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Transferring Management Responsibilities Prior to Your Business Exit

To illustrate the importance of shifting core duties prior to your exit, let’s revisit Will Tryon, our hypothetical business owner of a thriving pre-cast manufacturing company. When Will began thinking about who he should transfer management responsibilities to and which responsibilities should be transferred first, he quickly became overwhelmed because the degree of responsibilities he held as the company’s owner were complex and ingrained in his everyday routine.

To help Will simplify this sometimes complicated process, Will’s Exit Planning Advisor helped him identify the top five areas that he needed to focus on to design his management responsibility transition plan. These areas included human resources, sales and marketing, financial, infrastructure/capital investment, and general business duties. The remainder of this article will discuss the critical issues associated with human resources, as well as sales and marketing that need to be addressed in a management transition plan.

As we describe the management duties that need to be transitioned, it is critical to note the importance of creating a time-based plan that determines who will take over which tasks within a set timetable. Since transferring management responsibilities can take some time, we recommend that you start creating the plan at least five years in advance of your target exit date.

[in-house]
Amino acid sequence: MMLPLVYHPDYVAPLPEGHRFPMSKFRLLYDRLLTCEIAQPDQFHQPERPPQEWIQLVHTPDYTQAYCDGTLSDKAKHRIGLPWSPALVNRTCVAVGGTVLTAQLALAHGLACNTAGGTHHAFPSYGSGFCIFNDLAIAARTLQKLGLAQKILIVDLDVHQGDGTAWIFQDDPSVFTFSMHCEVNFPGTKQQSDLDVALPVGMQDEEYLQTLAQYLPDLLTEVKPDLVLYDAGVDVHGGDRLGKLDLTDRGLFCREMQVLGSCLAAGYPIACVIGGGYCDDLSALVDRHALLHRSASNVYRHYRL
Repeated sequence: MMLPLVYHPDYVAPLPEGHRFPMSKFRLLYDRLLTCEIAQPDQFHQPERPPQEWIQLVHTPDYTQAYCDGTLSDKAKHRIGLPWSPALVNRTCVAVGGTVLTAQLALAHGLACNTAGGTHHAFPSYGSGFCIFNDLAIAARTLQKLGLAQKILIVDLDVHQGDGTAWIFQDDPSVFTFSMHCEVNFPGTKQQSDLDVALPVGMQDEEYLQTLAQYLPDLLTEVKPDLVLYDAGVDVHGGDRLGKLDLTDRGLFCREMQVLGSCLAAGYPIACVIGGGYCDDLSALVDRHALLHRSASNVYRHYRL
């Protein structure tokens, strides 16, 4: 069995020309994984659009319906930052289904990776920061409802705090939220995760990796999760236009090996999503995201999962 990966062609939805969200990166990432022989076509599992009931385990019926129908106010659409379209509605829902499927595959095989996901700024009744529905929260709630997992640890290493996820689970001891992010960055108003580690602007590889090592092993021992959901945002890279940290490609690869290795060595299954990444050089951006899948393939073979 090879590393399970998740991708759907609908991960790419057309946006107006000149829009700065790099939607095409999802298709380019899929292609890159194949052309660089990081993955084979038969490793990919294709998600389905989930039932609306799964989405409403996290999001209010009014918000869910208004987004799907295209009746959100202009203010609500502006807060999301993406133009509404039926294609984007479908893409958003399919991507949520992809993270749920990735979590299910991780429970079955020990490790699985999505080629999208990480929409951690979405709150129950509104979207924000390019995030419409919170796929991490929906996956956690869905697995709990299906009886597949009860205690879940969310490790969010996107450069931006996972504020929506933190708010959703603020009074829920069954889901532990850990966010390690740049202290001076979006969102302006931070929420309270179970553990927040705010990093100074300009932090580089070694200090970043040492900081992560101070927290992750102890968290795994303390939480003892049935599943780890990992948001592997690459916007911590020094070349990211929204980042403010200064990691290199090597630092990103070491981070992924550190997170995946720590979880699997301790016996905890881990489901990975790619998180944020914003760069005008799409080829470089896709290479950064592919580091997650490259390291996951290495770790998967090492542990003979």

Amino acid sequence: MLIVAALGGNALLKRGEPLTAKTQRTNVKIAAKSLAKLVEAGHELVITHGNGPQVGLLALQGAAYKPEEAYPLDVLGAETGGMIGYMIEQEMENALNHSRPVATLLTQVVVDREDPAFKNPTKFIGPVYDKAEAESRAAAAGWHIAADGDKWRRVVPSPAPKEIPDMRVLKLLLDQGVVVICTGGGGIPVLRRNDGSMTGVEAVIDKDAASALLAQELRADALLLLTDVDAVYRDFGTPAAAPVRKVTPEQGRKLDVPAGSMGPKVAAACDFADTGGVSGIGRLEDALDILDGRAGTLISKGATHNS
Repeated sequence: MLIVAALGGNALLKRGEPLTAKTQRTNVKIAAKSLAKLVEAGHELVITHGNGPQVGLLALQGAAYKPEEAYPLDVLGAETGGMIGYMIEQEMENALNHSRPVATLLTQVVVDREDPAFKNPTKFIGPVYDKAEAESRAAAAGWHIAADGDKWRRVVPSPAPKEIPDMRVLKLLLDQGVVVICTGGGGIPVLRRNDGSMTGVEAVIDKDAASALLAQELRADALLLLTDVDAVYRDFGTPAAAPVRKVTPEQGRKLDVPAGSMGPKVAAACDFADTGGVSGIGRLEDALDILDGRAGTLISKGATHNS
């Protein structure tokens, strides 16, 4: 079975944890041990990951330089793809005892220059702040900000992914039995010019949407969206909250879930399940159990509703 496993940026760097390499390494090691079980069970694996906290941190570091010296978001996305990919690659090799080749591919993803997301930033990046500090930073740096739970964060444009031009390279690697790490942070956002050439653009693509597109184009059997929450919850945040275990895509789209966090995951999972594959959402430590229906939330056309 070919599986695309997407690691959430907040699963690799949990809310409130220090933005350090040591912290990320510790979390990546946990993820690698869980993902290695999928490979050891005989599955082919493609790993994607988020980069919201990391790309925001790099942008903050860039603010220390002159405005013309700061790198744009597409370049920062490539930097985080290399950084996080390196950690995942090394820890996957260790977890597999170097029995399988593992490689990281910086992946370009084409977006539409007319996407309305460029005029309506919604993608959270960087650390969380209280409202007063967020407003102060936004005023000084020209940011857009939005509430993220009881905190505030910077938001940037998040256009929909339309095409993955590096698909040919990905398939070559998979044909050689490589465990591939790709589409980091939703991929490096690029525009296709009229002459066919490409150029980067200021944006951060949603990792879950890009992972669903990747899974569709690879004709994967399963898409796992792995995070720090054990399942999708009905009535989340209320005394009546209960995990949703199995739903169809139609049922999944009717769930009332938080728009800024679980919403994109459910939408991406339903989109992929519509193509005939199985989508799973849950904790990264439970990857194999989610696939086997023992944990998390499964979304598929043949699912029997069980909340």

Human Resources

Similar to the majority of business owners today, Human Resources was the number one area that Will wanted to transfer responsibilities to his management team early on in the process. When you get to the point where you can see the light at the end of the tunnel and your business exit is nearing completion, you may find yourself in a similar situation as Will – tired of dealing with the sometimes tedious, difficult and time consuming processes within the human resource realm of the business. The areas within human resources that you may want to consider transitioning responsibility include:

  • Compensation Analysis: Should you be paying a staff person $24,000.00 a year, $36,000.00 a year? How do we decide? How do they fit into the overall organization? The management team should begin paying attention to these questions and making some of these decisions.
  • Allocation of Duties: The management team should be involved with assigning employees in the company to the appropriate duties.
  • Employee Morale: When people are upset, they’re unhappy and may become dissatisfied with your job. Whose responsibility is it to address that and to try and turn it around? The management team should start dealing with these issues early in the Exit Planning Process.
  • Employment Law Compliance Issues: You will want to start training your management team on what it needs to do in terms of hiring practices, firing practices, promotions and demotions, employee reprimands and things of that nature. You can get your business attorney to participate in this area, but you need to figure out who’s going to be responsible for it and make sure that they have the information and the training that they need to carry out the duties associated with employment law compliance.